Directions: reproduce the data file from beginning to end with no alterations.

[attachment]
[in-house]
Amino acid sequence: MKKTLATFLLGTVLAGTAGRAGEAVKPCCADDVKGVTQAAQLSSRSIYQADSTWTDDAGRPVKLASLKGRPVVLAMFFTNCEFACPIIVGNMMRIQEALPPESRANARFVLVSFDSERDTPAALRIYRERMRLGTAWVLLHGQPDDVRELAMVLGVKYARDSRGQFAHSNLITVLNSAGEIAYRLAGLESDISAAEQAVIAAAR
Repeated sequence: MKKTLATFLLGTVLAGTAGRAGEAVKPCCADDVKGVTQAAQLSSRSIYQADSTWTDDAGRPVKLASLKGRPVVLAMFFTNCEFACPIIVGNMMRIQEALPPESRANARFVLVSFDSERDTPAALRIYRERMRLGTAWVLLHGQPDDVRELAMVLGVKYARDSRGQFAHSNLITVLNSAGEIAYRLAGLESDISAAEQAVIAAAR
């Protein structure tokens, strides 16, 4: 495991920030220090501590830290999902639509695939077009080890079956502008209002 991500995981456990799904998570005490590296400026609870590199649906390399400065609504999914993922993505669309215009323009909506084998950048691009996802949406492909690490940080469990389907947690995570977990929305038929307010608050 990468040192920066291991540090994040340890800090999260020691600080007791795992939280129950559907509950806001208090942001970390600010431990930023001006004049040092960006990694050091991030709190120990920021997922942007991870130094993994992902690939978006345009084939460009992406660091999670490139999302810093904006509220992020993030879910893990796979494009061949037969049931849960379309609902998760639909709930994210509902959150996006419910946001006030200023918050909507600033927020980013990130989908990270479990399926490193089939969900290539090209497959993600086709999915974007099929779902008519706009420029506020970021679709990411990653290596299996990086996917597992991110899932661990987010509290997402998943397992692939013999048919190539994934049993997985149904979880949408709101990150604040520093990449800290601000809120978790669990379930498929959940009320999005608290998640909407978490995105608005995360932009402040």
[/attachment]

[in-house]
Amino acid sequence: MKKTLATFLLGTVLAGTAGRAGEAVKPCCADDVKGVTQAAQLSSRSIYQADSTWTDDAGRPVKLASLKGRPVVLAMFFTNCEFACPIIVGNMMRIQEALPPESRANARFVLVSFDSERDTPAALRIYRERMRLGTAWVLLHGQPDDVRELAMVLGVKYARDSRGQFAHSNLITVLNSAGEIAYRLAGLESDISAAEQAVIAAAR
Repeated sequence: MKKTLATFLLGTVLAGTAGRAGEAVKPCCADDVKGVTQAAQLSSRSIYQADSTWTDDAGRPVKLASLKGRPVVLAMFFTNCEFACPIIVGNMMRIQEALPPESRANARFVLVSFDSERDTPAALRIYRERMRLGTAWVLLHGQPDDVRELAMVLGVKYARDSRGQFAHSNLITVLNSAGEIAYRLAGLESDISAAEQAVIAAAR
């Protein structure tokens, strides 16, 4: 495991920030220090501590830290999902639509695939077009080890079956502008209002 991500995981456990799904998570005490590296400026609870590199649906390399400065609504999914993922993505669309215009323009909506084998950048691009996802949406492909690490940080469990389907947690995570977990929305038929307010608050 990468040192920066291991540090994040340890800090999260020691600080007791795992939280129950559907509950806001208090942001970390600010431990930023001006004049040092960006990694050091991030709190120990920021997922942007991870130094993994992902690939978006345009084939460009992406660091999670490139999302810093904006509220992020993030879910893990796979494009061949037969049931849960379309609902998760639909709930994210509902959150996006419910946001006030200023918050909507600033927020980013990130989908990270479990399926490193089939969900290539090209497959993600086709999915974007099929779902008519706009420029506020970021679709990411990653290596299996990086996917597992991110899932661990987010509290997402998943397992692939013999048919190539994934049993997985149904979880949408709101990150604040520093990449800290601000809120978790669990379930498929959940009320999005608290998640909407978490995105608005995360932009402040």